graduation students school university 311.
(photo credit: thinkstock)
In light of the recent controversy surrounding Yair Lapid’s pursuit of an M.A,
the Supervisory Committee of the Council for Higher Education has revoked
Bar-Ilan University’s authority to accept applications for advanced degrees from
applicants who do not have a BA. The rationale for this decision is to protect
the primary interest of academia – the imparting of knowledge.
dilemma revolves around the definition of the BA degree: is it a means or an
end? If the latter, there is no circumventing it.
However, a BA degree is
only a formal recognition of the fact, or rather a way of ensuring in some
measure, that the recipient has indeed acquired the basics of a given field of
One can’t ignore the fact that many students in non-academic
institutions and programs, and even self-taught scholars, arrive at impressive
achievements, equal to, or even greater than, those of formal degree holders.
This well-acknowledged conundrum is gaining more exposure now that information on
all levels is readily available to the general public: books, professional
publications and databases are accessible to anyone who wishes to expand his
knowledge and acquire a more comprehensive understanding of any academic
discipline. Universities are still the academic path chosen by most, but there
is always the option of choosing other paths to acquire knowledge and
During the Middle Ages, the common belief was that there were
“gods of knowledge,” who kept the knowledge hidden and conveyed it only to
members of the “order of the sages.” According to this view, which has recently
regained some popularity, universities are a sort of modern- day guild, vested
with sole authority to decide who can be a student and who can’t. But
universities are not guilds, and their faculty members are not gods of
The print revolution created a bitter debate: the opponents of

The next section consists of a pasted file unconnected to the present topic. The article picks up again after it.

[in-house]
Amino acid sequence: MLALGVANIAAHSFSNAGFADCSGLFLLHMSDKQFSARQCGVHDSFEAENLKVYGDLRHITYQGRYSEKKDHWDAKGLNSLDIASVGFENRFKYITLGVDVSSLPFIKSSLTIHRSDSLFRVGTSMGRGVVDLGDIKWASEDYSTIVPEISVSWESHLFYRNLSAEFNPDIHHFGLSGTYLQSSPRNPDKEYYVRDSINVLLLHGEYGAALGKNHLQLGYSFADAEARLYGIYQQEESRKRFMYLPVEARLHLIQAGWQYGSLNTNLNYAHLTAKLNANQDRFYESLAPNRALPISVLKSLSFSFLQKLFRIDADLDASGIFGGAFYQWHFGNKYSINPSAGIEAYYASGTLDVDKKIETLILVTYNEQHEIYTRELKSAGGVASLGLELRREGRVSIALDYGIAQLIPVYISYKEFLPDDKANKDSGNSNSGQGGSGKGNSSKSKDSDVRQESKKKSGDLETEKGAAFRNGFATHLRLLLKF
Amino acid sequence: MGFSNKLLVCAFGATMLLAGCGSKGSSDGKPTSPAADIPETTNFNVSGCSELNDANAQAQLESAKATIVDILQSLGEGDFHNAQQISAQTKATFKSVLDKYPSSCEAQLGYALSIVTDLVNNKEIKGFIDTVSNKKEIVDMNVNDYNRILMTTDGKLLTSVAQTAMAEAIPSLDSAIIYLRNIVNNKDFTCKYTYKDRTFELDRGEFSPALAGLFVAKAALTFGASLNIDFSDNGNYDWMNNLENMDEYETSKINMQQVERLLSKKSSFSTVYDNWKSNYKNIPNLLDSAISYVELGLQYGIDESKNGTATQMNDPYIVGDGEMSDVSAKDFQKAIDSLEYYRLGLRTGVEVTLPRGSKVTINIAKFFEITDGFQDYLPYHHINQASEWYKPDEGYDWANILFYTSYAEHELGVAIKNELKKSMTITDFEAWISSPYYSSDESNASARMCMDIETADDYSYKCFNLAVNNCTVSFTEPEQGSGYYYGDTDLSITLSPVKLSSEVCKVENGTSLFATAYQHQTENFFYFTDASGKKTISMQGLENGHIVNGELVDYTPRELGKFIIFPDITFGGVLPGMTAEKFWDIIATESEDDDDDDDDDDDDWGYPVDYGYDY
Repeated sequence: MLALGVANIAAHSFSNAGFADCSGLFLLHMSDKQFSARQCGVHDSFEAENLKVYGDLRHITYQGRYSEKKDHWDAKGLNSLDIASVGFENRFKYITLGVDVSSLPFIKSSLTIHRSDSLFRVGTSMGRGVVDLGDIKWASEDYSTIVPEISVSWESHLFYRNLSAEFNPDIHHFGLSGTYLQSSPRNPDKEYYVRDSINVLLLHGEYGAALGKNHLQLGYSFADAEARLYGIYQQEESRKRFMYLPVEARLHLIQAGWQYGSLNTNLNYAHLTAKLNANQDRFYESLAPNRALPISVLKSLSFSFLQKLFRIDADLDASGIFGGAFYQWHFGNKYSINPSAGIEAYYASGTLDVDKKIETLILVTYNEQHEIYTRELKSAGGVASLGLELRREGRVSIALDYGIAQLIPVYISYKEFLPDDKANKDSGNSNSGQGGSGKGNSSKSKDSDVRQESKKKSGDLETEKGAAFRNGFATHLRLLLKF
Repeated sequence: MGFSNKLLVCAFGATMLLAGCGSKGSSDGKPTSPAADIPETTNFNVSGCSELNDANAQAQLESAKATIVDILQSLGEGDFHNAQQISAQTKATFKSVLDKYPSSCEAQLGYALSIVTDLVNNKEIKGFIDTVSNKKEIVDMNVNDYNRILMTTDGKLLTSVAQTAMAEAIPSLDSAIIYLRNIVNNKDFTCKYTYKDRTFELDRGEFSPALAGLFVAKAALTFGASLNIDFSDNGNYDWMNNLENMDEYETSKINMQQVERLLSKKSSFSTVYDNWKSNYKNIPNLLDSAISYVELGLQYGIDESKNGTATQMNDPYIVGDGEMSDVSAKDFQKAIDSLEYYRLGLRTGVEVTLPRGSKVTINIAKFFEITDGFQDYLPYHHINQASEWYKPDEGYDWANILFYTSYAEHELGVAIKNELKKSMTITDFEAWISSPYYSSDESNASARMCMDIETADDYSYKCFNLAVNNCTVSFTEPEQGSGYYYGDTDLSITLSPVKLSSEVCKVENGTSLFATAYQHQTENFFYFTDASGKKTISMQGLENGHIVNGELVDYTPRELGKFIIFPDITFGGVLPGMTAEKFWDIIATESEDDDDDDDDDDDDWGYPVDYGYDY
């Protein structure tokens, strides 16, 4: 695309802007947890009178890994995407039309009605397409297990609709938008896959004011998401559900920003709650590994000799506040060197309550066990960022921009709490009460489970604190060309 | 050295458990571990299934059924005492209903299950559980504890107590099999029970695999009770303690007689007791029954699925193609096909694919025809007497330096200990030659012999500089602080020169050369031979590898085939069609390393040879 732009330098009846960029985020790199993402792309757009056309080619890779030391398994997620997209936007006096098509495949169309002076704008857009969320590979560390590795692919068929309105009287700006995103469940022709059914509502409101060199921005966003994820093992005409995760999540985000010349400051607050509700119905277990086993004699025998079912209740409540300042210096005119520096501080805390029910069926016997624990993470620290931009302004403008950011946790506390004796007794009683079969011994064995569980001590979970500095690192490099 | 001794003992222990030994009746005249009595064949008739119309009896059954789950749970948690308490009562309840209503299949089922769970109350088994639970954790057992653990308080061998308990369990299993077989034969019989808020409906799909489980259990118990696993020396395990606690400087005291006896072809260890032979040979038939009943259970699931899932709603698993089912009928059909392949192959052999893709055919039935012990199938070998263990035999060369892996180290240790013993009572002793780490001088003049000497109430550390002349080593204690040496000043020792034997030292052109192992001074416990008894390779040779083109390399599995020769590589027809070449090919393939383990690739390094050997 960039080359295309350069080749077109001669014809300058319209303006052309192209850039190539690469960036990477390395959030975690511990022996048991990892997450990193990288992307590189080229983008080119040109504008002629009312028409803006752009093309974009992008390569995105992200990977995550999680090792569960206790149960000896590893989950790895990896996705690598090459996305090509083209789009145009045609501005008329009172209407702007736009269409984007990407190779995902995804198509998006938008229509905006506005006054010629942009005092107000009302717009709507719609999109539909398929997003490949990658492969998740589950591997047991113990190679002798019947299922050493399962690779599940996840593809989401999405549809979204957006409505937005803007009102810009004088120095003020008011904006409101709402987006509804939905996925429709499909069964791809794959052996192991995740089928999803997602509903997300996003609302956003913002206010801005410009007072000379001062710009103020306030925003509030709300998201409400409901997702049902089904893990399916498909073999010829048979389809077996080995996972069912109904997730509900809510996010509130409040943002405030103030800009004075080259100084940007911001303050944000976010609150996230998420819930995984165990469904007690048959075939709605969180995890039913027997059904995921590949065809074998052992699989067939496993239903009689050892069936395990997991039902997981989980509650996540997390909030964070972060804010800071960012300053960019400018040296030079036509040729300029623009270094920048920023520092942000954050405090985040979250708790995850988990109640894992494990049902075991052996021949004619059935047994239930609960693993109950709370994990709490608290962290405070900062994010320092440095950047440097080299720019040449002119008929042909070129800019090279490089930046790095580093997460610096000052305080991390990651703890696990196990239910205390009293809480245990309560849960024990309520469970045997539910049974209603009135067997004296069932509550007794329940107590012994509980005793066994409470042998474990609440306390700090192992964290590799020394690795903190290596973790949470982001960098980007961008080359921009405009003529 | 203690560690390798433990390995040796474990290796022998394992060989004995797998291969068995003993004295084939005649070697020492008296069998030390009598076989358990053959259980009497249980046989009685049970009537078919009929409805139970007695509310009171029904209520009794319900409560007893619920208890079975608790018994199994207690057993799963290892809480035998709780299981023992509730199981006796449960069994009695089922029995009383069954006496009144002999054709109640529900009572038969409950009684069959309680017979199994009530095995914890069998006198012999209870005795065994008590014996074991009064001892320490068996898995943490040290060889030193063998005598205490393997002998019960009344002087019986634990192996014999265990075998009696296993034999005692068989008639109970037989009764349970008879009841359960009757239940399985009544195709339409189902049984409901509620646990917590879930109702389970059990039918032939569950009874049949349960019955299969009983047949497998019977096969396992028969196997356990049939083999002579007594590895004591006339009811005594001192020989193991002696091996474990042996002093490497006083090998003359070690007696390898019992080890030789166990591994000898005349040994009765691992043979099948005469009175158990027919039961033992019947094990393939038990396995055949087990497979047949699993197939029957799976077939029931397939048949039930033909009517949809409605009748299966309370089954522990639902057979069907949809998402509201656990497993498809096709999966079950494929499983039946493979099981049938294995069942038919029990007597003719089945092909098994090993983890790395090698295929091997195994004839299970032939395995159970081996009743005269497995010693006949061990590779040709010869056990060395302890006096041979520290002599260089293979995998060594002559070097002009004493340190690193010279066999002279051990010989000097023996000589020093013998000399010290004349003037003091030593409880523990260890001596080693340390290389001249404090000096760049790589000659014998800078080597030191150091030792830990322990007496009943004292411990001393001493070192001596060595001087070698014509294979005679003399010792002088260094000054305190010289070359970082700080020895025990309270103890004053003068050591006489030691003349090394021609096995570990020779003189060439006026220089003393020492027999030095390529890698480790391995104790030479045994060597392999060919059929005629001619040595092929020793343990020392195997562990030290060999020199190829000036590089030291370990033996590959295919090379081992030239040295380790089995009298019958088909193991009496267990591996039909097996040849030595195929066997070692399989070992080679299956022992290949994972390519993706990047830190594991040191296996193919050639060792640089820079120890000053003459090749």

print claimed it took away the control and supervision of knowledge from the
“sages.” The supporters kept using the slogan: “written knowledge over spoken
knowledge.” The Israel Council for Higher Education’s recent decision aligns
with the opponents.
This is not to say that proper academic education is
by any means redundant, only that there are other options; non-institutionalized
or informal education channels which must be accessible to all. That way,
practical as well as academic values are endorsed, by the recognition that
academia is not the sole owner of knowledge, but only its agent. Indeed, many of
humanity’s most impressive accomplishments in terms of education and knowledge
were achieved outside the framework of academia.
Much like any other
institution, academia leans toward the conservative. Alongside the ever
necessary skepticism and scrutiny, however, it should also be open to new and
original thought, which will most probably come from outside
Those who wish to attain advanced degrees and become
researchers within the framework of academia must undergo scrupulous tests and
pass various exams, confirming their skills and capabilities. Nevertheless,
success in these exams does not depend on previous degrees or previous places of
The world’s leading universities offer exceptions for certain
Senior academicians, those whom the Council for Higher
Education (and society) trust to provide knowledge and train young scientists,
can keep guard in this matter, and only the deserving few will be accepted under
such exceptions. Bar-Ilan University’s meticulous book of rules and regulations
strictly prevents favoritism and partiality.So why close the gates and
adhere to the strictest letter of the law when what is needed is exactly the
opposite? Aside from exerting authority and power, what good can come of that?
The writer is the head of the Program for Hermeneutics and Cultural Studies at